Like this site? Help us to make it better.

“Obstacle course” cycle junction a “ruse to drive motorists out of the town”, claim drivers – but cyclists praise long-awaited layout change

The council said it understood some concerns, but stressed the road markings have been designed to “help cyclists navigate the different routes” and were subject to a road safety audit before installation

A new cycle junction, which will enable cyclists to ride against the flow of traffic on a one-way city centre road and avoid a significant diversion, has been branded “confusing” and a “ruse to drive motorists out of the town centre” – but local cycling campaigners say they are “optimistic” that it will enable cyclists to travel more easily and safely across the city.

Work to improve the layout of the junction of Head Street and North Hill in Colchester is set to be completed by the end of the month, and will feature new road markings and cycling-specific traffic lights to enable people on bikes to ride against the flow of the one-way traffic on Head Street.

Once completed, the cycling-specific light will enable cyclists travelling down North Hill or along Head Street to navigate the junction seconds before other road users, which the Colchester Cycling Campaign says will “head off the risk to cyclists from right-turning motor traffic going into High Street”.

The new junction forms the first phase of what Essex Highways and the county council say will be the eventual completion of a segregated two-way cycle lane along Head Street, a development roundly welcomed by local cyclists who have long criticised the lack of “desire lines” and increased travel times in Colchester thanks to its plethora of one-way streets, often forcing locals to walk with their bikes.

Head Street, Colchester (Colchester Cycling Campaign(

“The big issue here is that the roads have been built for cars since 1960, and that’s the case in Colchester,” William Bramhill, Colchester Cycling Campaign’s vice-secretary, told about the new infrastructure currently being installed on Head Street.

“They’ve blocked off so many desire lines for cyclists with one-way streets in the city centre, such as Head Street.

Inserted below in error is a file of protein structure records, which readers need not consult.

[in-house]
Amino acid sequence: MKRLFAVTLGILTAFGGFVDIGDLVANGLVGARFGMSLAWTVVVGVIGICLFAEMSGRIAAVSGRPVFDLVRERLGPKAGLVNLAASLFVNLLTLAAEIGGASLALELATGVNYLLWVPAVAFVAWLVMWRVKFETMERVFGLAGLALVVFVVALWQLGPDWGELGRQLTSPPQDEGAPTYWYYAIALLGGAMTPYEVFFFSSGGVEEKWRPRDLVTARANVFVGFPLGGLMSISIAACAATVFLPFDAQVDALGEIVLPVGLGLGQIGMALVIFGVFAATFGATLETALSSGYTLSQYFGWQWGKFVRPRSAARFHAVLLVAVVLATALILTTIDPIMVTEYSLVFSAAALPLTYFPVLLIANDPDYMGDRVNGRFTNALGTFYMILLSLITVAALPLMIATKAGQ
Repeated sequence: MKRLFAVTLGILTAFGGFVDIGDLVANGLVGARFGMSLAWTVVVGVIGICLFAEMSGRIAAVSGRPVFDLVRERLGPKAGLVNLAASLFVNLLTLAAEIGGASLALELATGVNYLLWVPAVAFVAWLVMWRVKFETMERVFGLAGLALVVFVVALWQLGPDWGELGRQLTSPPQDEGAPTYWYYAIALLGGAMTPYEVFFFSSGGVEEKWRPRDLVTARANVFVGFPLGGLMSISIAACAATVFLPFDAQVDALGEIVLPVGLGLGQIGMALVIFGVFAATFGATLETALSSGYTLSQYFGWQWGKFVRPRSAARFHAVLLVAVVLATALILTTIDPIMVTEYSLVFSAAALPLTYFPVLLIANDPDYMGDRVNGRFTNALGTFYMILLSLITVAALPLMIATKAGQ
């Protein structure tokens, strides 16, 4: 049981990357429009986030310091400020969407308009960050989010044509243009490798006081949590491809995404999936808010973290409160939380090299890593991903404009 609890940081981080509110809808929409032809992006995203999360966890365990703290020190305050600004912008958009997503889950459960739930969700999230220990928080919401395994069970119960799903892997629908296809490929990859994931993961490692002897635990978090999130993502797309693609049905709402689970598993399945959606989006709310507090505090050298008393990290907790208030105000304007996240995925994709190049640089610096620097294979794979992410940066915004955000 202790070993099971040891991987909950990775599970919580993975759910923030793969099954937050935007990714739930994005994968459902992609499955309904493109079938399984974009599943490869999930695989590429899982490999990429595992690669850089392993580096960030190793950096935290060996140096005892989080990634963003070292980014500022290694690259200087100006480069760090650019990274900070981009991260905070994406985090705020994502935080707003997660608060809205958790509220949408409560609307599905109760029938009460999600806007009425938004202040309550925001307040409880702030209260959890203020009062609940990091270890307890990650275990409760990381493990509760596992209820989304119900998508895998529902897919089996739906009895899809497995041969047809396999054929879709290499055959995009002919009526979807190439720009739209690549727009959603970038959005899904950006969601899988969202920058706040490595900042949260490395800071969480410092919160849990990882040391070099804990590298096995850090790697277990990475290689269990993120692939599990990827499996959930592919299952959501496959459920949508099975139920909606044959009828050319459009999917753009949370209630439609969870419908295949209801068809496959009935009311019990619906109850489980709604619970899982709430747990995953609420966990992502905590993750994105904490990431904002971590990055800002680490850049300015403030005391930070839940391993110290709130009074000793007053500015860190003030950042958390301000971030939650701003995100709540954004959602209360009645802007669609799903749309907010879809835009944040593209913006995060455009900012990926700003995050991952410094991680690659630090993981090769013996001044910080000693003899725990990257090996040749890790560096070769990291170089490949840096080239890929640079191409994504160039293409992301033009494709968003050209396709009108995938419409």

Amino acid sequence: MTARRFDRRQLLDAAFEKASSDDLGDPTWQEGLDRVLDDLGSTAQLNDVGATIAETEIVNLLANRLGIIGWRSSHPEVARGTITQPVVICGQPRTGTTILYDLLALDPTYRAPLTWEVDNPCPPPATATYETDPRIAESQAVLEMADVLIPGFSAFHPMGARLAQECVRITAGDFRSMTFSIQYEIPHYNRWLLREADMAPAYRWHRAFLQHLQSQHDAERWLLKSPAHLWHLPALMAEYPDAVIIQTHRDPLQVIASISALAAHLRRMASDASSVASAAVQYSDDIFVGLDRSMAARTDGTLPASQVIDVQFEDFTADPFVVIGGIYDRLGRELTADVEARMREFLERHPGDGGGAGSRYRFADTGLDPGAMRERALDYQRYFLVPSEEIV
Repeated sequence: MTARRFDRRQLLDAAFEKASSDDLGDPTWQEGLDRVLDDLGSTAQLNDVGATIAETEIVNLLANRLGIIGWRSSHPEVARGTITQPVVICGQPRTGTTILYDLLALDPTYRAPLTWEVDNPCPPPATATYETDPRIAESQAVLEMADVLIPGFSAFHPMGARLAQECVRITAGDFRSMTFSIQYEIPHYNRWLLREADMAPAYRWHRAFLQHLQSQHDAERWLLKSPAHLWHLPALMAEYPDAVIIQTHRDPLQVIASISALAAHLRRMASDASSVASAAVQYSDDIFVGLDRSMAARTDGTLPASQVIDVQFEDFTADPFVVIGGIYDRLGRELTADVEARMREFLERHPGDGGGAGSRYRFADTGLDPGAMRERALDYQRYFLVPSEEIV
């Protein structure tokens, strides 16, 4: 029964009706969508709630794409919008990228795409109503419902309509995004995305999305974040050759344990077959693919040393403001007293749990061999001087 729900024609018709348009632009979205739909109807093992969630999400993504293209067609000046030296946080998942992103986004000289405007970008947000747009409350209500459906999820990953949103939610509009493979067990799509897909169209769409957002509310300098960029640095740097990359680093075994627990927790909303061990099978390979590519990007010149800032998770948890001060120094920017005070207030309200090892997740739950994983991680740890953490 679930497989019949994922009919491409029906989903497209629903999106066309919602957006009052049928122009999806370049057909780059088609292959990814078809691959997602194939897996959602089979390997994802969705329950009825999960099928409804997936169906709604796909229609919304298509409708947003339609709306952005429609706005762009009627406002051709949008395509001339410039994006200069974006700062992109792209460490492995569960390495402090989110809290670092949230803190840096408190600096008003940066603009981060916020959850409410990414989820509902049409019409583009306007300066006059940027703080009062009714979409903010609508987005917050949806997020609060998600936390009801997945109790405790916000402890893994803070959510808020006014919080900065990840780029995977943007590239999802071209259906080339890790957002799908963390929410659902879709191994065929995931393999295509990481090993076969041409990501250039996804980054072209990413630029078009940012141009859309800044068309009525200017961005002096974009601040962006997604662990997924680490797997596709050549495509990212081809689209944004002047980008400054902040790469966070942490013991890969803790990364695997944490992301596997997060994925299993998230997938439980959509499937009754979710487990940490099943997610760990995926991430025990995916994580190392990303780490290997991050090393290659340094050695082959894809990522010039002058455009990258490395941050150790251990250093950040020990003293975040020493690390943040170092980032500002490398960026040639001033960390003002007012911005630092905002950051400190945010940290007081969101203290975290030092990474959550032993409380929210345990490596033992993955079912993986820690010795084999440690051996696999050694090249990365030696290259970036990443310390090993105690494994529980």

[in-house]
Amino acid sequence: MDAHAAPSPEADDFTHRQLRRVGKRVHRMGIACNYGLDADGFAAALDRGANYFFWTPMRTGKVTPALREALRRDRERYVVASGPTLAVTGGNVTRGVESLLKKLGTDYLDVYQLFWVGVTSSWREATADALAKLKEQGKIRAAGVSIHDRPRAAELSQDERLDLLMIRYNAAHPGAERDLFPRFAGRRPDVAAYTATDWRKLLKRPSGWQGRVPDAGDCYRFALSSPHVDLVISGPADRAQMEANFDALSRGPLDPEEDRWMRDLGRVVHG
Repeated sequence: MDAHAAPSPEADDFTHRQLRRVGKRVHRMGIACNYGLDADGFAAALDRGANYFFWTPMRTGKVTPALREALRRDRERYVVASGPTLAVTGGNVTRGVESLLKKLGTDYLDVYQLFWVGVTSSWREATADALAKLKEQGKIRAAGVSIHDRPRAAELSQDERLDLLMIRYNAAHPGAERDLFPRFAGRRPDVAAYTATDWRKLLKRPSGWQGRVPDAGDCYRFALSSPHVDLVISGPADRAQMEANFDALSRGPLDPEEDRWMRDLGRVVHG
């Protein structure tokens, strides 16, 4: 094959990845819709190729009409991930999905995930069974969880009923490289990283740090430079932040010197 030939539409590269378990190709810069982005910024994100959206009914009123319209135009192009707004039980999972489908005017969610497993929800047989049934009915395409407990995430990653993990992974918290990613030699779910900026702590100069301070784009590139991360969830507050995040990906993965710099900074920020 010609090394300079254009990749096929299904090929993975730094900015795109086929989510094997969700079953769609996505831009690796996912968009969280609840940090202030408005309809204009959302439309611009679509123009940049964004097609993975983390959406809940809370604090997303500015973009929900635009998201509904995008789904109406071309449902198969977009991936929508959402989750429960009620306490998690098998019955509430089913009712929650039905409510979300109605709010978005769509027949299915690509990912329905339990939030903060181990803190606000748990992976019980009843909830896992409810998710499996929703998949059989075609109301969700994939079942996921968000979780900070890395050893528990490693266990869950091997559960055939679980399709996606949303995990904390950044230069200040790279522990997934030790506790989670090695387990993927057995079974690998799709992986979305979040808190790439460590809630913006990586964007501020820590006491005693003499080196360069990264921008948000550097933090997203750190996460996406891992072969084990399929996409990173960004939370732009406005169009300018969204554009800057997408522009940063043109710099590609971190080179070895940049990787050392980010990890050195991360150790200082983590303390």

“You could stand in the top left hand corner of the city, and think ‘how do I get to such and such?’ And you have to go round three sides of the oblong to get to it. Which people aren’t going to do.

“So, consequently you have a lot of cyclists going the wrong way down High Street and Head Street. But now Head Street is getting a two-way cycle lane, which is brilliant. It’s what we’ve pushing for for ages.”

> Unwanted £750,000 Colchester bike path is being (temporarily) dug up

However, other residents aren’t as enthusiastic about the project as Bramhill and his fellow cycling campaigners.

“It’s just confusing – it gives cyclists the right of way, which is fine, but one of the lanes cuts right out in front of people going down North Hill,” 63-year-old Mary Felgate told the Daily Gazette today.

“It’s just a ruse to drive motorists out of the town centre. Colchester town centre is an obstacle course that changes every single moment – you’ve got cycle lanes going backwards and forwards and a lane that cuts in front of motorists coming down Head Street. Where’s the joined-up thinking?”

Others, meanwhile, were somewhat more balanced in their appraisal of the soon-to-be-completed infrastructure.

“Personally, I think it’s too wide, it’s holding up all the traffic,” 87-year-old Terence Davis said.

“But I suppose the cycle lanes can be good in a way, because my two sons do a hell of a lot of cycling.”

“It will be great when it’s open, but it’s just taking so long to get to that stage,” added Deliveroo cyclist Ian.

“There’s a lot of cycling infrastructure, it’s generally in the places you want it to be, and it’s well marked up, so people seem to use it a lot.

“People will get used to them – they will adapt and we will all just get on with it.”

Local cyclist Bee Sawyer, who regularly cycles into the city centre, says she “loves” the new layout and prospective cycle lane.

“I don’t like the busy traffic, especially in Lexden Road,” she says. “Drivers are just in a hurry and don’t care about cycling, so yes [I’m happy with the cycle lane], though non-cyclists probably aren’t very happy.”

> New 'intelligent' cyclist-only traffic lights on trial in Richmond as part of TfL innovation drive

Colchester Cycling Campaign’s Bramhill, meanwhile, reckons that most of the confusion from these non-cyclists stems from the lack of familiarity with cycling-specific traffic lights across the UK.

“It’s no wonder that motorists in Colchester anticipate confusion. If they haven’t driven in London in the past few years they are unlikely to have seen cycle traffic lights,” he tells

“The Head Street/High Street/North Hill junction will have a special cycle phase to allow out northbound/eastbound riders before their light goes red and general traffic gets a green light.